Have a dreaded urinary tract infection (UTI) and wondering where TF your period went?
At some point, up to 50 to 60 percent of women will experience the fateful burning, discomfort, and sad pee attempts brought on by a UTI. If your flow is ghosting you on top of the discomfort, it’s logical to think it’s related.
Here’s what to know about UTIs and a late period.
UTIs can mess with your life in addition to your urinary tract, and in extreme cases, your kidneys. The pain and discomfort can leave you feeling sick and stressed. As a result, this stress (not the infection itself) may delay your period.
According to a 2015 study, perceived high levels of stress can impact your menstrual cycle. Basically, feeling overwhelmed, anxious, and stressed TF out may make your period show up late, become erratic, or not come at all.
Blame your cycle
In a cruel turn of fate, it might actually be your menstrual cycle that provoked the UTI — not the other way around.
When estrogen levels drop after ovulation, it makes you more susceptible to UTIs. Basically, estrogen has anti-inflammatory properties that can help keep UTIs at bay. Estrogen also helps keep Lactobacillus (the vagina’s “good” bacteria) thriving and healthy. This keeps your vaginal pH regular and fends off “bad” bacteria.
So, after ovulation, your bod may be a little more vulnerable to infection. If you’re really stressed, you may be even more susceptible. Voila! The perfect setup for a UTI.
Chances are your doc will prescribe antibiotics to kill the UTI-causing bacteria and stop them from multiplying. These medications also shouldn’t impact the hormones that regulate menstruation and ovulation.
Lower tract UTIs, the most common type, tend to respond very well to antibiotics. Commonly prescribed antibiotics for UTIs include:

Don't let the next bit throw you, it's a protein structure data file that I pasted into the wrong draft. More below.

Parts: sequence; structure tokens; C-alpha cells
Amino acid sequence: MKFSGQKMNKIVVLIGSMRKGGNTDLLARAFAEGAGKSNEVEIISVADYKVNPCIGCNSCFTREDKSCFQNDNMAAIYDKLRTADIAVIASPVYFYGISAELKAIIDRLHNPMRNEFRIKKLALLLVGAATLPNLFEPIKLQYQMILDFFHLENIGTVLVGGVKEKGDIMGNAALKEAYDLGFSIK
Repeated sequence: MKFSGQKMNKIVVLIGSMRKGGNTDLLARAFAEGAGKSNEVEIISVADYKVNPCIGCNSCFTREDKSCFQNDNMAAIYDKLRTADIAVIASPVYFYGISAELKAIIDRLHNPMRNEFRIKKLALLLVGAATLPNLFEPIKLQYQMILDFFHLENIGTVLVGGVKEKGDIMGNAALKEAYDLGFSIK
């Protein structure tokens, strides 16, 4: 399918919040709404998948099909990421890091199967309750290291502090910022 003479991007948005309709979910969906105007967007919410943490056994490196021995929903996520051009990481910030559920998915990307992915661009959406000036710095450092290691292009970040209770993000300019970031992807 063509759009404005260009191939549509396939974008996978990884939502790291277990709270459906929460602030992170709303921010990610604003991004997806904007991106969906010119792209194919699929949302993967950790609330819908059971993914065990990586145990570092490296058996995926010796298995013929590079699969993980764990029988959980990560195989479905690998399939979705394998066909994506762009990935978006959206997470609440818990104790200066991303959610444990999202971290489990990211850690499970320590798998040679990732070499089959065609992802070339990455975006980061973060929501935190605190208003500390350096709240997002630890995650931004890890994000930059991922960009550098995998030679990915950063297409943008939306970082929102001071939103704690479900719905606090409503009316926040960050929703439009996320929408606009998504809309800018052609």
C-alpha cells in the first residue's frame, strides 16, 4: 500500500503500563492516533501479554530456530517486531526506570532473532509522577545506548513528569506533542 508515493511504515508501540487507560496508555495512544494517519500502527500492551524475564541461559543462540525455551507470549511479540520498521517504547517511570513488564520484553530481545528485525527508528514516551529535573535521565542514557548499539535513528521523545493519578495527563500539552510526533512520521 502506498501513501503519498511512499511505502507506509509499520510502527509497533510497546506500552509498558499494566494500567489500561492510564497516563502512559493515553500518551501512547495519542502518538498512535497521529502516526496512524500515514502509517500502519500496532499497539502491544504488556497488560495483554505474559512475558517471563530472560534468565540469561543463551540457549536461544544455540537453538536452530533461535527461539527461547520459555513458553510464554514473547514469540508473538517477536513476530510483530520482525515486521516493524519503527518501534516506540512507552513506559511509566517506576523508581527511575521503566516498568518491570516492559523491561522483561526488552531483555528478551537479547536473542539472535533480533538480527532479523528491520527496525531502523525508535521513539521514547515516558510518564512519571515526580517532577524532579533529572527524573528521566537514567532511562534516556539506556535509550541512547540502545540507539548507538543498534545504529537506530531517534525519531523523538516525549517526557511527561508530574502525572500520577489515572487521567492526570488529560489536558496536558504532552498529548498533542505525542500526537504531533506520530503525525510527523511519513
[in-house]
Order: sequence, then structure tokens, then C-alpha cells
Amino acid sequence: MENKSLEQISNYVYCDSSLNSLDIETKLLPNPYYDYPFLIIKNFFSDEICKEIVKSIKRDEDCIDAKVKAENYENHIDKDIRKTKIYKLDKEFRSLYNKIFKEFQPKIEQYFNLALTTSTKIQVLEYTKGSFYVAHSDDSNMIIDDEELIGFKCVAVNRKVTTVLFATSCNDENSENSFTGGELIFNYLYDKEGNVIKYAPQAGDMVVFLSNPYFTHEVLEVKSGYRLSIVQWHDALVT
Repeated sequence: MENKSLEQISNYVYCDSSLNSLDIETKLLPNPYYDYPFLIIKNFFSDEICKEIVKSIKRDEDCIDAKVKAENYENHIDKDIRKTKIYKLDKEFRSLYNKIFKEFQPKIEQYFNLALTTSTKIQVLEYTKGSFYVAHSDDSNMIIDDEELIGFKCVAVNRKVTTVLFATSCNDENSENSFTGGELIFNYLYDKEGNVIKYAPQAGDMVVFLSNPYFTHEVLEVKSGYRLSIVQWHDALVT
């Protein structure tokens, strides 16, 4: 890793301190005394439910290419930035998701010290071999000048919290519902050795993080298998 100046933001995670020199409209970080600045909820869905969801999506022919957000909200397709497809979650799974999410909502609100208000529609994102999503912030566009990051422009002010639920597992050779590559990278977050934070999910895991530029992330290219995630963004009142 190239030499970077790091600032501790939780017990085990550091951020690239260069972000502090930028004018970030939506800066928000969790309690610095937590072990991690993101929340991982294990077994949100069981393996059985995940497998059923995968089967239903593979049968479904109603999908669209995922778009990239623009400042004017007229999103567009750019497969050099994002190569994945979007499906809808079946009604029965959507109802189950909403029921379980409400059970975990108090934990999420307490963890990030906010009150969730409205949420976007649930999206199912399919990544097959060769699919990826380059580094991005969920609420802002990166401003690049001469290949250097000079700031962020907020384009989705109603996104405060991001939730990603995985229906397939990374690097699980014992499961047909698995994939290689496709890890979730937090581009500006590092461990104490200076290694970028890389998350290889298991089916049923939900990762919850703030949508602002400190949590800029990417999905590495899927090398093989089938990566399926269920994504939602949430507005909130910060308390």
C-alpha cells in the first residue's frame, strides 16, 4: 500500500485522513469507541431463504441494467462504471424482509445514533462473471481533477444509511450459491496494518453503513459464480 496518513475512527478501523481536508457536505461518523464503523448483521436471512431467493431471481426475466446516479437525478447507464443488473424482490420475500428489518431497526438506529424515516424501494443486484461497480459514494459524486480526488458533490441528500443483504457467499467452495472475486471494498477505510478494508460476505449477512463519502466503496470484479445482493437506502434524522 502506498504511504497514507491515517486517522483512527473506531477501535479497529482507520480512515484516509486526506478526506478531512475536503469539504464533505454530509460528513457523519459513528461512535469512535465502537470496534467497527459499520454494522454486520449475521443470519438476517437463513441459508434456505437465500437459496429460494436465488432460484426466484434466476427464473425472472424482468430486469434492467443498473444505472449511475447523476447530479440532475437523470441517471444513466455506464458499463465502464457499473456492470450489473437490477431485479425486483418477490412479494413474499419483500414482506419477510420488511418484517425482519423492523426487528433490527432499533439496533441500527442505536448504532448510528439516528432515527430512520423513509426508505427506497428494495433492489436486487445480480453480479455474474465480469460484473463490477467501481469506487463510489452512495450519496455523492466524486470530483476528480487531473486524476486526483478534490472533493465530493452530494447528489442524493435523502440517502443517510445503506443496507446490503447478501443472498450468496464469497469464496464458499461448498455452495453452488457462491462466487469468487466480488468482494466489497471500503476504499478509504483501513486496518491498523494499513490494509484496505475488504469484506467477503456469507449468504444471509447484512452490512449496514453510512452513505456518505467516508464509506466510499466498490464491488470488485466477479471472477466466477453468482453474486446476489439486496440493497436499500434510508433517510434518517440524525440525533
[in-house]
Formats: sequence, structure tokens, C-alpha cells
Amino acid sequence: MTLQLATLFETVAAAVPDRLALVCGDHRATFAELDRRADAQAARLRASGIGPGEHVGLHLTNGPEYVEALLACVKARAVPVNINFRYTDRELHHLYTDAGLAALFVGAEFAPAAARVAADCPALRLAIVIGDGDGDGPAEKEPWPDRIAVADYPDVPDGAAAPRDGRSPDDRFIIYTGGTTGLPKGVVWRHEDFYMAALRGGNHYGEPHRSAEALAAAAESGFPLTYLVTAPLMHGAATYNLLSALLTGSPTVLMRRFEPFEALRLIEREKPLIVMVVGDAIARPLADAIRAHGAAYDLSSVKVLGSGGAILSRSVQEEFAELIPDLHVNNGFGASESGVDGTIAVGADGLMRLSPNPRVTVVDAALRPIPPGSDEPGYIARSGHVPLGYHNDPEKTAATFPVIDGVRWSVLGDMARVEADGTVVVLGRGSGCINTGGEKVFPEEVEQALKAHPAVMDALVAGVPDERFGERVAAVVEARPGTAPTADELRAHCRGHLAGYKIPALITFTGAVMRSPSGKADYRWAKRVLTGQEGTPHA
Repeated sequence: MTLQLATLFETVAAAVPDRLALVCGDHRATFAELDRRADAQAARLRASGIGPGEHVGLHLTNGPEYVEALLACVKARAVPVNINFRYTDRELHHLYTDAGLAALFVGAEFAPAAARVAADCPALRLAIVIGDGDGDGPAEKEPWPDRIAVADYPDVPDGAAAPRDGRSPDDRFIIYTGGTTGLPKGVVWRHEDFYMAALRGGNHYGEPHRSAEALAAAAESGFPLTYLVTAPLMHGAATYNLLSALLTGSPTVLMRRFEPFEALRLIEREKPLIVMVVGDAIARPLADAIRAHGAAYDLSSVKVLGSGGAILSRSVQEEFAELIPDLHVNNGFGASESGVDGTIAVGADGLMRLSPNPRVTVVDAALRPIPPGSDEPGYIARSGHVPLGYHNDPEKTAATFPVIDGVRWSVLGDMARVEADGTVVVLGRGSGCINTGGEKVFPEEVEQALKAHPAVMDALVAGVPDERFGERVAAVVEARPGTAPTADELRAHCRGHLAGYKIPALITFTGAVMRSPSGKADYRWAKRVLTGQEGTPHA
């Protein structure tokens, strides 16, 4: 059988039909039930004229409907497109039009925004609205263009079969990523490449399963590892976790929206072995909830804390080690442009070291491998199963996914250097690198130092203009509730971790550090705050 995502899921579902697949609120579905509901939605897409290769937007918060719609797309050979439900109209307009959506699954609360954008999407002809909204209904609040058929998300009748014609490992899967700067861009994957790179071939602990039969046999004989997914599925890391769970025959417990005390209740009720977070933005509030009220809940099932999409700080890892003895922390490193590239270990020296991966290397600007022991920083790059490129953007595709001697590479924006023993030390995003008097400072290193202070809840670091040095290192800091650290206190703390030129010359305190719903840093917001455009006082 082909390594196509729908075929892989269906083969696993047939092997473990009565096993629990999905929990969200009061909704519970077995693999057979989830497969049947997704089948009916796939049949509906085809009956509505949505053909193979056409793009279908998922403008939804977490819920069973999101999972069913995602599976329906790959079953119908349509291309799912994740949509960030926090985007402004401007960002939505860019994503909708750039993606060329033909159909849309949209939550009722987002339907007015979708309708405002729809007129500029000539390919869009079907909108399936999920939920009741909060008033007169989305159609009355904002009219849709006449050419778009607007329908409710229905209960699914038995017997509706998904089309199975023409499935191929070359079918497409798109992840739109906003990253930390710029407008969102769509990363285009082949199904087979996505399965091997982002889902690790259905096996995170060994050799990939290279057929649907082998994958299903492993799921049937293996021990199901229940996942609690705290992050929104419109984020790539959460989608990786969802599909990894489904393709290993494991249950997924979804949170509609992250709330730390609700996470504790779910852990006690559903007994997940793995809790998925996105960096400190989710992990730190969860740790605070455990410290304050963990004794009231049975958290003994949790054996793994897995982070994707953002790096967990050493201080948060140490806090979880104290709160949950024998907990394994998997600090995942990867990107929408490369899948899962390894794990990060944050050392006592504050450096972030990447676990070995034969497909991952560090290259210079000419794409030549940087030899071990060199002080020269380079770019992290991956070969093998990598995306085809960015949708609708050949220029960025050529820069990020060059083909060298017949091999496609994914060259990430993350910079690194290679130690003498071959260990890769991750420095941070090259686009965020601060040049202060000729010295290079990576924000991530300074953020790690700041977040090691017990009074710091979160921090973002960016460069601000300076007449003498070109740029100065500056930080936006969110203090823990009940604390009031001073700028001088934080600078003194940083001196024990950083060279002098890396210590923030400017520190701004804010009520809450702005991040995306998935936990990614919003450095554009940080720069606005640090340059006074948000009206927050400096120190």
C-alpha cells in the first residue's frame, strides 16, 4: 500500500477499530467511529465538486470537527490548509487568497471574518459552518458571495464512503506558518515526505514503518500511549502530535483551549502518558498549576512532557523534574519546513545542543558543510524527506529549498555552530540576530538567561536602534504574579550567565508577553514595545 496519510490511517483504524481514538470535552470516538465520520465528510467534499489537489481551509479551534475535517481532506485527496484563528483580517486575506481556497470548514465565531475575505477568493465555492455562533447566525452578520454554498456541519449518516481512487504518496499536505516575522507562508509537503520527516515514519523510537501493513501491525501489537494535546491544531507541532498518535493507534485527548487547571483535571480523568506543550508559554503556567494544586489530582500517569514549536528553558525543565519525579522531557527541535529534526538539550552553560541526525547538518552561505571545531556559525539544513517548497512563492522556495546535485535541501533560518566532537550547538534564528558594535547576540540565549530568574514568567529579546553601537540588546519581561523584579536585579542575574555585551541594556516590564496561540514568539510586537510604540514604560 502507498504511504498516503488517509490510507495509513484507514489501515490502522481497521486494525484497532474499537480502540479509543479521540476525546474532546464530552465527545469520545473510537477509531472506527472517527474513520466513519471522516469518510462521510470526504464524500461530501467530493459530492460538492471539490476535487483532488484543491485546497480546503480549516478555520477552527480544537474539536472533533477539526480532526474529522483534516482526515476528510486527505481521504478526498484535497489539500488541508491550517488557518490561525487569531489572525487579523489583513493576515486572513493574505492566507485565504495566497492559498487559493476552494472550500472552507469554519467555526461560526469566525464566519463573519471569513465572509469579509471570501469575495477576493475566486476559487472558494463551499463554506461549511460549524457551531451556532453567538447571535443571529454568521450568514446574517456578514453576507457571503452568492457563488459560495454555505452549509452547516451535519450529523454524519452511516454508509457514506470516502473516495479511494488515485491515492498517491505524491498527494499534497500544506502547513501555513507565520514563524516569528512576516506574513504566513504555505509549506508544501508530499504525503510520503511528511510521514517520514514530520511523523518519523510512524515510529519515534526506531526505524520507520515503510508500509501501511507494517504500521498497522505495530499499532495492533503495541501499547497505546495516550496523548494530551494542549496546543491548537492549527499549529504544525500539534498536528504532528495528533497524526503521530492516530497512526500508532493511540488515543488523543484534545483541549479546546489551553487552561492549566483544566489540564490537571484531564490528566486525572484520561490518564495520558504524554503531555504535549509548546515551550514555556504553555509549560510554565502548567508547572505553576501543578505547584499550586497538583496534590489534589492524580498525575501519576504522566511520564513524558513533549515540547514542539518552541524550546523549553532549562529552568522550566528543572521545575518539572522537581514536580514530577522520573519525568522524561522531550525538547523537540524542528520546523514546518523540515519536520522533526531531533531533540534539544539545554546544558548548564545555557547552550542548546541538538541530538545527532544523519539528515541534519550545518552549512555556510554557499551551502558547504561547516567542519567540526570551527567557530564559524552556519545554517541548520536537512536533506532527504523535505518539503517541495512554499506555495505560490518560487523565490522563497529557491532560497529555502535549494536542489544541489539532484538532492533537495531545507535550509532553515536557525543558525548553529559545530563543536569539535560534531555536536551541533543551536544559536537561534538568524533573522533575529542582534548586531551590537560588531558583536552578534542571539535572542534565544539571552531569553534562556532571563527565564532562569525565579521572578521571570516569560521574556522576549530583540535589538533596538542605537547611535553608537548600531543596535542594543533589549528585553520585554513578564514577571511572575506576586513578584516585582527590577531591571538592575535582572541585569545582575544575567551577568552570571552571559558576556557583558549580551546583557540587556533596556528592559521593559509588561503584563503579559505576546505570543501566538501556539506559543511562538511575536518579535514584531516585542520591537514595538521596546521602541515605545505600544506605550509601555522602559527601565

- cephalexin (Keflex)
- trimethoprim-sulfamethoxazole (Bactrim)
- fosfomycin (Monurol)
- nitrofurantoin (Macrobid)
These meds don’t impact menstruation, so they shouldn’t cause your period to be late.
There is one big maybe
Rifampin (Rifadin), an antibiotic sometimes used to treat UTIs, may impact your hormones and delay your period. However, your doc is very unlikely to prescribe you rifampin (typically used with trimethoprim) to treat your UTI.
Sometimes, upper tract UTIs are treated with intravenous antibiotics like Vabomere. No data suggests these IV antibiotics will delay your period.
In addition to a late or missed period, some early signs of pregnancy can mimic UTI symptoms, including:
It’s also possible to have a UTI while pregnant, so talk to your doc to be sure.
If you are pregnant and have a UTI, treating it ASAP is the healthiest option for you and your baby.
If you’re not pregnant, other reasons for a delayed flow include:
If you think you have a UTI, the CDC recommends heading to your doctor for treatment.
There are natural treatments for UTIs (such as apple cider vinegar or cranberry juice), but the research on their effectiveness is limited. Delaying treatment can make your infection worse, so it’s better to play it safe.
If you’re pregnant, your doctor will prescribe antibiotics that are safe to take while you have a bun in the oven.
If you have lower back pain in addition to UTI symptoms, that could signal a kidney infection, so talk to your doctor ASAP.
Have chronic UTIs?
If you have UTIs that treatment can’t kick or keep coming back, they’re considered chronic.
Talk to your doctor about medication or lifestyle measures. These may include:
UTIs are common, especially in people with vaginas who are sexually active or of reproductive age. Having a UTI can’t delay your period directly, but the stress caused by one may mess with your hormones and your flow.
If you think you have a UTI or are unsure about the cause of your missed period, hit up a doc.